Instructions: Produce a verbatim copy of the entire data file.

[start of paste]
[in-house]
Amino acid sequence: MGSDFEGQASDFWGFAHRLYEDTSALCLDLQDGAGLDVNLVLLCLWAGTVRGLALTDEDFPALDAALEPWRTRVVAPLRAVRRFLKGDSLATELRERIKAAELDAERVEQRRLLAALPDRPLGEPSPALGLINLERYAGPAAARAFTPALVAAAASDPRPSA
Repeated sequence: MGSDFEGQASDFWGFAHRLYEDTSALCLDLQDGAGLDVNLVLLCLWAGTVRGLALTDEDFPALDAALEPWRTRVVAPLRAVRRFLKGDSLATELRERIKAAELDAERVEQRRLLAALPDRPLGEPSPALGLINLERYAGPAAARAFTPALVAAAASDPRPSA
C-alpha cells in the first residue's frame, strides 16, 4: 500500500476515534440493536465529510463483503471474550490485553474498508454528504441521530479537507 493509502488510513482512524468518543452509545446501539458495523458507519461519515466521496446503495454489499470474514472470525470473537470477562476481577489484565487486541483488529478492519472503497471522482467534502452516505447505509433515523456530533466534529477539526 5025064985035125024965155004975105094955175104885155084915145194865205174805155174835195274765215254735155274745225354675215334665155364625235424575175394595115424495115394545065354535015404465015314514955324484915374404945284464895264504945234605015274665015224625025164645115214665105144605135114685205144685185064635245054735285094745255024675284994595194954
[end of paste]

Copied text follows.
[in-house]
Amino acid sequence: MGSDFEGQASDFWGFAHRLYEDTSALCLDLQDGAGLDVNLVLLCLWAGTVRGLALTDEDFPALDAALEPWRTRVVAPLRAVRRFLKGDSLATELRERIKAAELDAERVEQRRLLAALPDRPLGEPSPALGLINLERYAGPAAARAFTPALVAAAASDPRPSA
Repeated sequence: MGSDFEGQASDFWGFAHRLYEDTSALCLDLQDGAGLDVNLVLLCLWAGTVRGLALTDEDFPALDAALEPWRTRVVAPLRAVRRFLKGDSLATELRERIKAAELDAERVEQRRLLAALPDRPLGEPSPALGLINLERYAGPAAARAFTPALVAAAASDPRPSA
C-alpha cells in the first residue's frame, strides 16, 4: 500500500476515534440493536465529510463483503471474550490485553474498508454528504441521530479537507 493509502488510513482512524468518543452509545446501539458495523458507519461519515466521496446503495454489499470474514472470525470473537470477562476481577489484565487486541483488529478492519472503497471522482467534502452516505447505509433515523456530533466534529477539526 5025064985035125024965155004975105094955175104885155084915145194865205174805155174835195274765215254735155274745225354675215334665155364625235424575175394595115424495115394545065354535015404465015314514955324484915374404945284464895264504945234605015274665015224625025164645115214665105144605135114685205144685185064635245054735285094745255024675284994595194954